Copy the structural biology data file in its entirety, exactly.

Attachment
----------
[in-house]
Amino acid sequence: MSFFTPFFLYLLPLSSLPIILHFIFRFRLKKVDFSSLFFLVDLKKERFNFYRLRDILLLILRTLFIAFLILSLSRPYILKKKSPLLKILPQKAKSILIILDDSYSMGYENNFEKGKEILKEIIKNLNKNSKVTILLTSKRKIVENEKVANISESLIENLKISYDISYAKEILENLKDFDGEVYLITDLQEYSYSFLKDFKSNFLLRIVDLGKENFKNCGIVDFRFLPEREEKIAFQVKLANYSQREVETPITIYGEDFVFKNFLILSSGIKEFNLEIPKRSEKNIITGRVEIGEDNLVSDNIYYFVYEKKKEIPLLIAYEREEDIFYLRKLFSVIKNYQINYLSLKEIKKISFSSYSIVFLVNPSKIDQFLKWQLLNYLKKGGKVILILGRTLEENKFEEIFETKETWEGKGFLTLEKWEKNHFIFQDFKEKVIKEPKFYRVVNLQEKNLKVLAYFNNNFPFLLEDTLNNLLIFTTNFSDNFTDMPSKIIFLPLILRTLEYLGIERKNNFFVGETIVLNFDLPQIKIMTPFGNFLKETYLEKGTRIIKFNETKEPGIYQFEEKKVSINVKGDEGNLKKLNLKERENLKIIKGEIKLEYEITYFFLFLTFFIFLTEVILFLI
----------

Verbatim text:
[in-house]
Amino acid sequence: MSFFTPFFLYLLPLSSLPIILHFIFRFRLKKVDFSSLFFLVDLKKERFNFYRLRDILLLILRTLFIAFLILSLSRPYILKKKSPLLKILPQKAKSILIILDDSYSMGYENNFEKGKEILKEIIKNLNKNSKVTILLTSKRKIVENEKVANISESLIENLKISYDISYAKEILENLKDFDGEVYLITDLQEYSYSFLKDFKSNFLLRIVDLGKENFKNCGIVDFRFLPEREEKIAFQVKLANYSQREVETPITIYGEDFVFKNFLILSSGIKEFNLEIPKRSEKNIITGRVEIGEDNLVSDNIYYFVYEKKKEIPLLIAYEREEDIFYLRKLFSVIKNYQINYLSLKEIKKISFSSYSIVFLVNPSKIDQFLKWQLLNYLKKGGKVILILGRTLEENKFEEIFETKETWEGKGFLTLEKWEKNHFIFQDFKEKVIKEPKFYRVVNLQEKNLKVLAYFNNNFPFLLEDTLNNLLIFTTNFSDNFTDMPSKIIFLPLILRTLEYLGIERKNNFFVGETIVLNFDLPQIKIMTPFGNFLKETYLEKGTRIIKFNETKEPGIYQFEEKKVSINVKGDEGNLKKLNLKERENLKIIKGEIKLEYEITYFFLFLTFFIFLTEVILFLI